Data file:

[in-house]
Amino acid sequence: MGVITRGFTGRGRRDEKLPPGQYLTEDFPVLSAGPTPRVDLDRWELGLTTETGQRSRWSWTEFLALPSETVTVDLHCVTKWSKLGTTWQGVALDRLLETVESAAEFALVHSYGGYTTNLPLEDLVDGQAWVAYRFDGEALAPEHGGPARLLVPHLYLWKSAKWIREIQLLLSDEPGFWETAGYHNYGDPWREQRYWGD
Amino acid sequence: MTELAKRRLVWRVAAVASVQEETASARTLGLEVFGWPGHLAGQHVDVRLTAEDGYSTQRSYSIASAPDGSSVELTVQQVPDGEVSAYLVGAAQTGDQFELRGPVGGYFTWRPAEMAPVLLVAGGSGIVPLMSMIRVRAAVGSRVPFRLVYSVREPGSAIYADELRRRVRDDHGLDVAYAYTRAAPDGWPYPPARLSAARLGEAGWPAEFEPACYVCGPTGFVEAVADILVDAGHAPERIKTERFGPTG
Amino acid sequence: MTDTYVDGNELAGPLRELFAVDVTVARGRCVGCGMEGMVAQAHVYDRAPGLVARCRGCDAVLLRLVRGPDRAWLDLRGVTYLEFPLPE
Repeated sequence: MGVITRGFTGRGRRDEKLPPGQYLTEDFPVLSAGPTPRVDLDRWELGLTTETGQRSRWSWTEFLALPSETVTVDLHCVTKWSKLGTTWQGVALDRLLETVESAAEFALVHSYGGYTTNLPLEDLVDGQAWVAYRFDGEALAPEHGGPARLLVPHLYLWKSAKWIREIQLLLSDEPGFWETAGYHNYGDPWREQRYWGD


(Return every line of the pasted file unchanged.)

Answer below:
[in-house]
Amino acid sequence: MGVITRGFTGRGRRDEKLPPGQYLTEDFPVLSAGPTPRVDLDRWELGLTTETGQRSRWSWTEFLALPSETVTVDLHCVTKWSKLGTTWQGVALDRLLETVESAAEFALVHSYGGYTTNLPLEDLVDGQAWVAYRFDGEALAPEHGGPARLLVPHLYLWKSAKWIREIQLLLSDEPGFWETAGYHNYGDPWREQRYWGD
Amino acid sequence: MTELAKRRLVWRVAAVASVQEETASARTLGLEVFGWPGHLAGQHVDVRLTAEDGYSTQRSYSIASAPDGSSVELTVQQVPDGEVSAYLVGAAQTGDQFELRGPVGGYFTWRPAEMAPVLLVAGGSGIVPLMSMIRVRAAVGSRVPFRLVYSVREPGSAIYADELRRRVRDDHGLDVAYAYTRAAPDGWPYPPARLSAARLGEAGWPAEFEPACYVCGPTGFVEAVADILVDAGHAPERIKTERFGPTG
Amino acid sequence: MTDTYVDGNELAGPLRELFAVDVTVARGRCVGCGMEGMVAQAHVYDRAPGLVARCRGCDAVLLRLVRGPDRAWLDLRGVTYLEFPLPE
Repeated sequence: MGVITRGFTGRGRRDEKLPPGQYLTEDFPVLSAGPTPRVDLDRWELGLTTETGQRSRWSWTEFLALPSETVTVDLHCVTKWSKLGTTWQGVALDRLLETVESAAEFALVHSYGGYTTNLPLEDLVDGQAWVAYRFDGEALAPEHGGPARLLVPHLYLWKSAKWIREIQLLLSDEPGFWETAGYHNYGDPWREQRYWGD